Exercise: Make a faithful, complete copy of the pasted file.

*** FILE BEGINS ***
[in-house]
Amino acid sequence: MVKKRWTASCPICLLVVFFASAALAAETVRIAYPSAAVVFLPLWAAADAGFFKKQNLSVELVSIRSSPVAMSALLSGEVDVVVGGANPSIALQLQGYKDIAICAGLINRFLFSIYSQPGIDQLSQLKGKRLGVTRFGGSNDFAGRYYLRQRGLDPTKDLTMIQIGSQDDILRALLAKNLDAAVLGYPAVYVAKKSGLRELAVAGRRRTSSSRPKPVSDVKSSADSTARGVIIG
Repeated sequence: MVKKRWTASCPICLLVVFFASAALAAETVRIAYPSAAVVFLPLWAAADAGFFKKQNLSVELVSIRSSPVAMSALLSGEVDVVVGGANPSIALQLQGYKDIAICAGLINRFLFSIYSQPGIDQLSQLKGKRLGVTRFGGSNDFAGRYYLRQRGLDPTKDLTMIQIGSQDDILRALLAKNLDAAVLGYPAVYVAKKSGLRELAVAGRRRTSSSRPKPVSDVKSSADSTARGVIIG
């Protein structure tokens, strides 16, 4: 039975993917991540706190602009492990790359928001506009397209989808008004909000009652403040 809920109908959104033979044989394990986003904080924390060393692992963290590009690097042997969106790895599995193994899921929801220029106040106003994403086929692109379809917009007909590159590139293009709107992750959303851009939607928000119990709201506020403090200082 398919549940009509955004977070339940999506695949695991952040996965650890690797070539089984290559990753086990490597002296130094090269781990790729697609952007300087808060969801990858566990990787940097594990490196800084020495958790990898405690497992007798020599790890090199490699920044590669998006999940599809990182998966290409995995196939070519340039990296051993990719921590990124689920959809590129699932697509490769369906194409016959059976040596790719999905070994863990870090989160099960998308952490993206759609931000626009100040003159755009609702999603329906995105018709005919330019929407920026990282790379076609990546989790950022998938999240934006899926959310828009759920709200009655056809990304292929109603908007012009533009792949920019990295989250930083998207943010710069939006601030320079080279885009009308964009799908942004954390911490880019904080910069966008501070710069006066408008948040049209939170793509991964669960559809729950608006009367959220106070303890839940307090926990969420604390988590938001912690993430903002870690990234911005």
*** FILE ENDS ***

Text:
[in-house]
Amino acid sequence: MVKKRWTASCPICLLVVFFASAALAAETVRIAYPSAAVVFLPLWAAADAGFFKKQNLSVELVSIRSSPVAMSALLSGEVDVVVGGANPSIALQLQGYKDIAICAGLINRFLFSIYSQPGIDQLSQLKGKRLGVTRFGGSNDFAGRYYLRQRGLDPTKDLTMIQIGSQDDILRALLAKNLDAAVLGYPAVYVAKKSGLRELAVAGRRRTSSSRPKPVSDVKSSADSTARGVIIG
Repeated sequence: MVKKRWTASCPICLLVVFFASAALAAETVRIAYPSAAVVFLPLWAAADAGFFKKQNLSVELVSIRSSPVAMSALLSGEVDVVVGGANPSIALQLQGYKDIAICAGLINRFLFSIYSQPGIDQLSQLKGKRLGVTRFGGSNDFAGRYYLRQRGLDPTKDLTMIQIGSQDDILRALLAKNLDAAVLGYPAVYVAKKSGLRELAVAGRRRTSSSRPKPVSDVKSSADSTARGVIIG
């Protein structure tokens, strides 16, 4: 039975993917991540706190602009492990790359928001506009397209989808008004909000009652403040 809920109908959104033979044989394990986003904080924390060393692992963290590009690097042997969106790895599995193994899921929801220029106040106003994403086929692109379809917009007909590159590139293009709107992750959303851009939607928000119990709201506020403090200082 398919549940009509955004977070339940999506695949695991952040996965650890690797070539089984290559990753086990490597002296130094090269781990790729697609952007300087808060969801990858566990990787940097594990490196800084020495958790990898405690497992007798020599790890090199490699920044590669998006999940599809990182998966290409995995196939070519340039990296051993990719921590990124689920959809590129699932697509490769369906194409016959059976040596790719999905070994863990870090989160099960998308952490993206759609931000626009100040003159755009609702999603329906995105018709005919330019929407920026990282790379076609990546989790950022998938999240934006899926959310828009759920709200009655056809990304292929109603908007012009533009792949920019990295989250930083998207943010710069939006601030320079080279885009009308964009799908942004954390911490880019904080910069966008501070710069006066408008948040049209939170793509991964669960559809729950608006009367959220106070303890839940307090926990969420604390988590938001912690993430903002870690990234911005």